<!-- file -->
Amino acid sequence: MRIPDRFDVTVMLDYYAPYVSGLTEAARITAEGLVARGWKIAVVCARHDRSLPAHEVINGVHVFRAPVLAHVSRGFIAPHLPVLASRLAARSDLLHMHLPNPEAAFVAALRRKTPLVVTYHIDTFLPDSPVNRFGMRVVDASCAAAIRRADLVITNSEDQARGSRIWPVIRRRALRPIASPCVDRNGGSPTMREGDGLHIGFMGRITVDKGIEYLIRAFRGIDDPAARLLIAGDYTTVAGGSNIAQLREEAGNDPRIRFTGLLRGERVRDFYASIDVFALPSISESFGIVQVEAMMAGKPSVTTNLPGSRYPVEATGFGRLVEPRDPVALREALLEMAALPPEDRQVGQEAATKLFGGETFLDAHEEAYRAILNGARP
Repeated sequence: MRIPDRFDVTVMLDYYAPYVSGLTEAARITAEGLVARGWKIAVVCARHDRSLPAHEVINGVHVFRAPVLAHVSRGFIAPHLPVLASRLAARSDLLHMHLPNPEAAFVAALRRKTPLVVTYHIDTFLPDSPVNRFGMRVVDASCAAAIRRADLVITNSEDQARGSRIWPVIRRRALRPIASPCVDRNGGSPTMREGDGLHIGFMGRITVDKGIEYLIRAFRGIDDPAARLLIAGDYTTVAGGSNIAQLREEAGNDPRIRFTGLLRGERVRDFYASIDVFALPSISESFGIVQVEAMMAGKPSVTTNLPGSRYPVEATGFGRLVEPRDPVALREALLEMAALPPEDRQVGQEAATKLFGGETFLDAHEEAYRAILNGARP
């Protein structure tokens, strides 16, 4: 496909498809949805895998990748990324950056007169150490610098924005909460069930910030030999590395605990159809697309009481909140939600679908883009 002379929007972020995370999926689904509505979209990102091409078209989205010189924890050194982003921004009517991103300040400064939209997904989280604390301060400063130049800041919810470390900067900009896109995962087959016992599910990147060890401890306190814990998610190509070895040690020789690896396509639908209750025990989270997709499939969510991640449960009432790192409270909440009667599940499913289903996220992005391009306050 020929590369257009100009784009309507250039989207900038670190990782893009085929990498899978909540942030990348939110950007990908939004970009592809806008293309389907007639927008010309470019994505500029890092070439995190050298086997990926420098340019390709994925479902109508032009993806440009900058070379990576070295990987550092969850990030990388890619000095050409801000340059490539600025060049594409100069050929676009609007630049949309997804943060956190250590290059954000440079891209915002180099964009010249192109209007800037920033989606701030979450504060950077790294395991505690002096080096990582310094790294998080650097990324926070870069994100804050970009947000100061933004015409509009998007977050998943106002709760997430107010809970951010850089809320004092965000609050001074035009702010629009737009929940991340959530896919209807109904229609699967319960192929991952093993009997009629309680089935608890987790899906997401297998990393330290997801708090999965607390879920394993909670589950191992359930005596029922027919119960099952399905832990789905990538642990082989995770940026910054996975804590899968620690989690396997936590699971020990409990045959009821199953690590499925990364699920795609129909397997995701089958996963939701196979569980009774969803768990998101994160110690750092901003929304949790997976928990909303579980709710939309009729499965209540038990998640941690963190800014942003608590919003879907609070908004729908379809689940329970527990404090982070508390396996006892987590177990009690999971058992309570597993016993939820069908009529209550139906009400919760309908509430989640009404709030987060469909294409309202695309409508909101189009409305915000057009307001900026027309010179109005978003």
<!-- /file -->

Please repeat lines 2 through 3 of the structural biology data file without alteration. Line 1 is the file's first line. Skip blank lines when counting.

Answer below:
Repeated sequence: MRIPDRFDVTVMLDYYAPYVSGLTEAARITAEGLVARGWKIAVVCARHDRSLPAHEVINGVHVFRAPVLAHVSRGFIAPHLPVLASRLAARSDLLHMHLPNPEAAFVAALRRKTPLVVTYHIDTFLPDSPVNRFGMRVVDASCAAAIRRADLVITNSEDQARGSRIWPVIRRRALRPIASPCVDRNGGSPTMREGDGLHIGFMGRITVDKGIEYLIRAFRGIDDPAARLLIAGDYTTVAGGSNIAQLREEAGNDPRIRFTGLLRGERVRDFYASIDVFALPSISESFGIVQVEAMMAGKPSVTTNLPGSRYPVEATGFGRLVEPRDPVALREALLEMAALPPEDRQVGQEAATKLFGGETFLDAHEEAYRAILNGARP
């Protein structure tokens, strides 16, 4: 496909498809949805895998990748990324950056007169150490610098924005909460069930910030030999590395605990159809697309009481909140939600679908883009 002379929007972020995370999926689904509505979209990102091409078209989205010189924890050194982003921004009517991103300040400064939209997904989280604390301060400063130049800041919810470390900067900009896109995962087959016992599910990147060890401890306190814990998610190509070895040690020789690896396509639908209750025990989270997709499939969510991640449960009432790192409270909440009667599940499913289903996220992005391009306050 020929590369257009100009784009309507250039989207900038670190990782893009085929990498899978909540942030990348939110950007990908939004970009592809806008293309389907007639927008010309470019994505500029890092070439995190050298086997990926420098340019390709994925479902109508032009993806440009900058070379990576070295990987550092969850990030990388890619000095050409801000340059490539600025060049594409100069050929676009609007630049949309997804943060956190250590290059954000440079891209915002180099964009010249192109209007800037920033989606701030979450504060950077790294395991505690002096080096990582310094790294998080650097990324926070870069994100804050970009947000100061933004015409509009998007977050998943106002709760997430107010809970951010850089809320004092965000609050001074035009702010629009737009929940991340959530896919209807109904229609699967319960192929991952093993009997009629309680089935608890987790899906997401297998990393330290997801708090999965607390879920394993909670589950191992359930005596029922027919119960099952399905832990789905990538642990082989995770940026910054996975804590899968620690989690396997936590699971020990409990045959009821199953690590499925990364699920795609129909397997995701089958996963939701196979569980009774969803768990998101994160110690750092901003929304949790997976928990909303579980709710939309009729499965209540038990998640941690963190800014942003608590919003879907609070908004729908379809689940329970527990404090982070508390396996006892987590177990009690999971058992309570597993016993939820069908009529209550139906009400919760309908509430989640009404709030987060469909294409309202695309409508909101189009409305915000057009307001900026027309010179109005978003």